Save Eastbourne House

To preserve Eastbourne House; the home of Birmingham's first music specialist school.

We did it!

On 3rd Nov 2015 we successfully raised £1,330 with 35 supporters in 56 days

About the project

Eastbourne House has a long history as an integral part of Acocks Green. It was built in the mid 19th century in a row of similar suburban homes, created during Birmingham’s industrial boom as the “Workshop of the World”. It is the last survivor of its kind on Yardley Road, and is locally listed. It stands to be destroyed unless the charity that forms Kimichi School can buy it for future generations to enjoy. The field behind the school that was used for many a sports day has already been turned into fourteen town houses within the last year. 


In the 1940s it was converted into an affordable independent school; bought by the current owner's father at auction to serve the local community. The current owner was at school here as a young boy, and grew up to follow in his father's footsteps, taking on the headship. Ex-pupils from Eastbourne House as far back as the 50s have contacted us to express support, and one gentleman even paid a visit all the way from Thailand to see how his old school is now faring.

They all have one thing in common; a hope that this beautiful lady will not fall into the hands of developers, and that it will remain a school, very much as they remember it.

Kimichi School took over the premises in December 2013 when it was about to be bought for redevelopment. Our vision is to bring Eastbourne House back to life as a school again, restoring the building as we go, as well as continuing the tradition of low-cost and therefore more affordable independent education and providing a focus for education, music, the arts and the community of Acocks Green and beyond. As a brand new school we are renting at the minute, but unless we are able to buy it for the school, the community and music education by the end of this year the owner will sell it on to the same developers who have built town houses on the field behind.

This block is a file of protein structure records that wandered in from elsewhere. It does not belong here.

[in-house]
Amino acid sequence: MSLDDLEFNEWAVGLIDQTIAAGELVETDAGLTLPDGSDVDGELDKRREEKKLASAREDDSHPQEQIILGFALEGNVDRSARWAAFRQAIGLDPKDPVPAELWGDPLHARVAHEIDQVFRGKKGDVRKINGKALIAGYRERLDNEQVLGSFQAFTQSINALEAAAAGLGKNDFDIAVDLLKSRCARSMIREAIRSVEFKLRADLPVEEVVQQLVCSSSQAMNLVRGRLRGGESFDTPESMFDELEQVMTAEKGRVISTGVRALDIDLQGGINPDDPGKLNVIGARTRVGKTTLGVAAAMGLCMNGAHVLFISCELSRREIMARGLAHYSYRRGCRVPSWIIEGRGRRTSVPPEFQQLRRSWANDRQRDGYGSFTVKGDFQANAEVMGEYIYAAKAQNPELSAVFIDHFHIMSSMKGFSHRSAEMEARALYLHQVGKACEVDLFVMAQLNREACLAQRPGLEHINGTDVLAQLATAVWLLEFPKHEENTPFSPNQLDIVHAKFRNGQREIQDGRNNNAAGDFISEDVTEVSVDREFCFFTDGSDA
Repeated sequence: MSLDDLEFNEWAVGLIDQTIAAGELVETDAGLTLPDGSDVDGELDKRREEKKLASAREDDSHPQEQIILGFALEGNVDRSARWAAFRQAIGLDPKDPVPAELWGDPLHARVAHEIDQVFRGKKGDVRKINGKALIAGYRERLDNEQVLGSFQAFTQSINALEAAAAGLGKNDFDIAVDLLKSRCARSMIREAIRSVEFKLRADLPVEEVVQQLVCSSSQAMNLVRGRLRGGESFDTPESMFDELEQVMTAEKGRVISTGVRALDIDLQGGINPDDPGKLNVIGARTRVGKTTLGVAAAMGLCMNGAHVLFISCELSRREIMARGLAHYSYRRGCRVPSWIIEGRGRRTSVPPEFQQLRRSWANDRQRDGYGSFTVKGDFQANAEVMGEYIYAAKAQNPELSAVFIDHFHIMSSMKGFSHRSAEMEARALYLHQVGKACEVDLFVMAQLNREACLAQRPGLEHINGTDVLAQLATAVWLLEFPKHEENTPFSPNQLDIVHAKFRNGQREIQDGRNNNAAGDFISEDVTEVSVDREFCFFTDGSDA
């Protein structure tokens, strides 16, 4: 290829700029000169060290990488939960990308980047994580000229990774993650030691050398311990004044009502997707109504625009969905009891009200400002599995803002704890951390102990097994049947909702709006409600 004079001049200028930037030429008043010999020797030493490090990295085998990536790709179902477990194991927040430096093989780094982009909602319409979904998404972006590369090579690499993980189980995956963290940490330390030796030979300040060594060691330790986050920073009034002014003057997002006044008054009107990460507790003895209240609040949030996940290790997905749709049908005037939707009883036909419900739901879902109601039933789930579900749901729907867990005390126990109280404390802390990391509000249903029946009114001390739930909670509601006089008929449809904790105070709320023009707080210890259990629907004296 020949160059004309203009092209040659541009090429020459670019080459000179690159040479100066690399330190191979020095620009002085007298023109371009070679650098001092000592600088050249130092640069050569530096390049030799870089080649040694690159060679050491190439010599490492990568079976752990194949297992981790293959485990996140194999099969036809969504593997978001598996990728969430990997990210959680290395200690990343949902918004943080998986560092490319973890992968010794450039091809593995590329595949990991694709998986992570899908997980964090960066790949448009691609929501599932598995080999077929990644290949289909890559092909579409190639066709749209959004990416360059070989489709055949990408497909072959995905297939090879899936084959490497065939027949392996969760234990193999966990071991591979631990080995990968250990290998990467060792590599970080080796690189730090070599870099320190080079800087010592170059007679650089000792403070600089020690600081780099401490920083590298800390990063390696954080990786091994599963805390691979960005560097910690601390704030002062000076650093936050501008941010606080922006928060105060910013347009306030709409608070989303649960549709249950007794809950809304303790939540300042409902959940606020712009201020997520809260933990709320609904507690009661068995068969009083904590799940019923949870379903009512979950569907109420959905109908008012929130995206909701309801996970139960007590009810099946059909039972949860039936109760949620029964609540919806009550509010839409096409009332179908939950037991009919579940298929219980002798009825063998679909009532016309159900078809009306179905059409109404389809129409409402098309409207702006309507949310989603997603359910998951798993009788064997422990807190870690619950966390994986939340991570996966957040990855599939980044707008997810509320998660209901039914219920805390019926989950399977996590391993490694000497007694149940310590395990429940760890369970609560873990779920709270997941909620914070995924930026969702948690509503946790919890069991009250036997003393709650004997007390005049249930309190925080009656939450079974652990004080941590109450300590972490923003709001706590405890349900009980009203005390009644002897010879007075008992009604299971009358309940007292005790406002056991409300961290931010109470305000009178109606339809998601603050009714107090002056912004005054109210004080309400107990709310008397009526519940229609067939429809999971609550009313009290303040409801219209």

So far we have: run community music workshops aimed at both children and adults, have started a community choir, become part of the Film Orchestra family, produced concerts featuring the world renowned Peter Donohoe and a host of local musicians including supportive members of the CBSO, offered instrumental tuition and started a competitive music festival aimed at all music lovers, whatever their age, ability or background. 

We are the first specialist music school in Birmingham, dedicated to nurturing talent within the city as well as emphasising the enjoyment that music can bring without having to make a career out of it. Birmingham, home of the world renowned CBSO and the "best music college outside of London" lacks a feeder school, and with thousands of children who play musical instruments, it is needed. "This wonderful and enterprising project represents one of the most courageous I've come across in the UK. Ever." Peter Donohoe, CBE.

A veritable squadron of volunteers has helped to get us this far, but now we really need your help.




We receive no government or local funding, so have had to rely on the goodwill of people (musicians and community friends) who also believe in saving this community landmark. We welcome visitors; don't just read about it, visit us; pop in for a coffee and a chat, and get to see first hand what valuable work we're undertaking.

The amount of money required is substantial but this will guarantee the survival of Eastbourne House. As a registered charity. we are committed to restoring this once vibrant centre of the community. Similar historical houses within the area have been unfortunate enough to meet a different fate; we want to save this last Victorian gem from the hands of developers. It has stood for 165 years; wouldn't it be lovely to have it standing for at least the next 165 years...

Please donate now, and then tell your friends what a wonderful thing you've done!


  MP John Hemming tickling the ivories...




Local councillor Roger Harmer meets trustee Sally Alexander







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